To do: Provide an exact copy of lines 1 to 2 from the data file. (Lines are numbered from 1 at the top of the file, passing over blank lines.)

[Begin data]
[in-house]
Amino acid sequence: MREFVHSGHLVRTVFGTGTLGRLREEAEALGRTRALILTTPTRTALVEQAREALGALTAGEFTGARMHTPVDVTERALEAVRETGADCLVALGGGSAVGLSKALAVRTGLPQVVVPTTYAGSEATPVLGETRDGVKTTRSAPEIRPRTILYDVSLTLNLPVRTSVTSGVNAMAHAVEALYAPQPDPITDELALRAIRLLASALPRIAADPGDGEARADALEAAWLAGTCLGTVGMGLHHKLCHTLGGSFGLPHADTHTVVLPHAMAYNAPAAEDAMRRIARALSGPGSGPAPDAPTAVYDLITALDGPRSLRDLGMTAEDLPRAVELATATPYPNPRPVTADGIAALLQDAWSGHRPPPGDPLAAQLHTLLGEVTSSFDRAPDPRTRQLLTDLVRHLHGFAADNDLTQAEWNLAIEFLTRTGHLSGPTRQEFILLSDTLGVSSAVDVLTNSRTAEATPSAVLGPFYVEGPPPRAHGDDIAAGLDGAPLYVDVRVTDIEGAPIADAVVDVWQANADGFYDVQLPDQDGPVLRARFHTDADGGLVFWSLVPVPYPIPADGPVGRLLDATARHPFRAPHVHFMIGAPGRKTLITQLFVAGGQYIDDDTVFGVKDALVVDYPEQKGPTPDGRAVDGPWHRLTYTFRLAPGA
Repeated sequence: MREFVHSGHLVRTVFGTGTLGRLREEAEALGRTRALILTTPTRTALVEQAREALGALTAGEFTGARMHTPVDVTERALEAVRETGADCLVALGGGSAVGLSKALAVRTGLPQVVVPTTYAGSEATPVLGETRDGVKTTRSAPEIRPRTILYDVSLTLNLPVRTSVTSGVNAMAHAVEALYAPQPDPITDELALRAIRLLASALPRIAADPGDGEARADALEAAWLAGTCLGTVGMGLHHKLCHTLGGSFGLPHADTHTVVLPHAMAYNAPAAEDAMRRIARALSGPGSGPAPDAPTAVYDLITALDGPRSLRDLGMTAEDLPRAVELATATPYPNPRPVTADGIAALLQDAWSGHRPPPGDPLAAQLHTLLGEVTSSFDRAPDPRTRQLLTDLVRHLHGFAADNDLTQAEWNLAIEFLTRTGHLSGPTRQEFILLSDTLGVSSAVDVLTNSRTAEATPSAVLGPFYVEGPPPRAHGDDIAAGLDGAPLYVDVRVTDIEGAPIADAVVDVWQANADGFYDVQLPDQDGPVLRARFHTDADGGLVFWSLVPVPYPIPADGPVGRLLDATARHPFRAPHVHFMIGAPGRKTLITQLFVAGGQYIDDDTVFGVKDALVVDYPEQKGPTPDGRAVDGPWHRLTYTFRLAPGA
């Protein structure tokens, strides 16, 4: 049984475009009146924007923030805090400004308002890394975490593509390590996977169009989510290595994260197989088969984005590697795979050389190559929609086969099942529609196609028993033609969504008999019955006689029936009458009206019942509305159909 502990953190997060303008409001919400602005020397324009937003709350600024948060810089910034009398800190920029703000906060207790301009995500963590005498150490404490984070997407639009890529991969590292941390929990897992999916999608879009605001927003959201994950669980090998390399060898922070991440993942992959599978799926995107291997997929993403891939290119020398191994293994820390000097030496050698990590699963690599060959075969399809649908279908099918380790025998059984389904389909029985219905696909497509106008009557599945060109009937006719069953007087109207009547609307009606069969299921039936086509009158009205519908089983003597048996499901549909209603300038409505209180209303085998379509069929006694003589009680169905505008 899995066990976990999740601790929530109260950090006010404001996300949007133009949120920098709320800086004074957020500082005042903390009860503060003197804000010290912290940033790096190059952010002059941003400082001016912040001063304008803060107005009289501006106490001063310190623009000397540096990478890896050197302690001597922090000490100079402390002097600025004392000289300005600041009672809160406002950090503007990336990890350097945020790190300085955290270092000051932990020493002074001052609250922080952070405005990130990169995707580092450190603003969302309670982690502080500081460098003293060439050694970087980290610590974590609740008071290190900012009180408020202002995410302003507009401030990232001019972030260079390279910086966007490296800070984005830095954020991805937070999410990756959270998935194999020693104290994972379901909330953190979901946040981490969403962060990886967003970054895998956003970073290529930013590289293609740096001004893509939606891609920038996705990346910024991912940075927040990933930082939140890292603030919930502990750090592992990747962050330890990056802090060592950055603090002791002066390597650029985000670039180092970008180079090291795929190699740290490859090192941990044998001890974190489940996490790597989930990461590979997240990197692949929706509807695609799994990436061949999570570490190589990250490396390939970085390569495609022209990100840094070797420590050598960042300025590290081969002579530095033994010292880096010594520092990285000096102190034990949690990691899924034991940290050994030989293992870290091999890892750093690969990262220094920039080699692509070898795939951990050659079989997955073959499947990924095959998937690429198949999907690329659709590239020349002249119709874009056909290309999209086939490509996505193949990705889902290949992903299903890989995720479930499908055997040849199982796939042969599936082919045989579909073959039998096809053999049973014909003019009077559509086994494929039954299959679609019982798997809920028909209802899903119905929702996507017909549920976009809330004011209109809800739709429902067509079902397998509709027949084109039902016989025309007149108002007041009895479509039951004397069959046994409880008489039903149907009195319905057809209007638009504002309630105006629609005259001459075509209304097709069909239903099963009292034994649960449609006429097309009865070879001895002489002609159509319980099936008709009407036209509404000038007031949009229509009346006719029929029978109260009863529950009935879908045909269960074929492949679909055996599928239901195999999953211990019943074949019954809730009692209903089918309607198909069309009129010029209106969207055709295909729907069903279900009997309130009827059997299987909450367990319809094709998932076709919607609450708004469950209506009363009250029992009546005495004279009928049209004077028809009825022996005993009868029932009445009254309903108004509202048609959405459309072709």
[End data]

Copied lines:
[in-house]
Amino acid sequence: MREFVHSGHLVRTVFGTGTLGRLREEAEALGRTRALILTTPTRTALVEQAREALGALTAGEFTGARMHTPVDVTERALEAVRETGADCLVALGGGSAVGLSKALAVRTGLPQVVVPTTYAGSEATPVLGETRDGVKTTRSAPEIRPRTILYDVSLTLNLPVRTSVTSGVNAMAHAVEALYAPQPDPITDELALRAIRLLASALPRIAADPGDGEARADALEAAWLAGTCLGTVGMGLHHKLCHTLGGSFGLPHADTHTVVLPHAMAYNAPAAEDAMRRIARALSGPGSGPAPDAPTAVYDLITALDGPRSLRDLGMTAEDLPRAVELATATPYPNPRPVTADGIAALLQDAWSGHRPPPGDPLAAQLHTLLGEVTSSFDRAPDPRTRQLLTDLVRHLHGFAADNDLTQAEWNLAIEFLTRTGHLSGPTRQEFILLSDTLGVSSAVDVLTNSRTAEATPSAVLGPFYVEGPPPRAHGDDIAAGLDGAPLYVDVRVTDIEGAPIADAVVDVWQANADGFYDVQLPDQDGPVLRARFHTDADGGLVFWSLVPVPYPIPADGPVGRLLDATARHPFRAPHVHFMIGAPGRKTLITQLFVAGGQYIDDDTVFGVKDALVVDYPEQKGPTPDGRAVDGPWHRLTYTFRLAPGA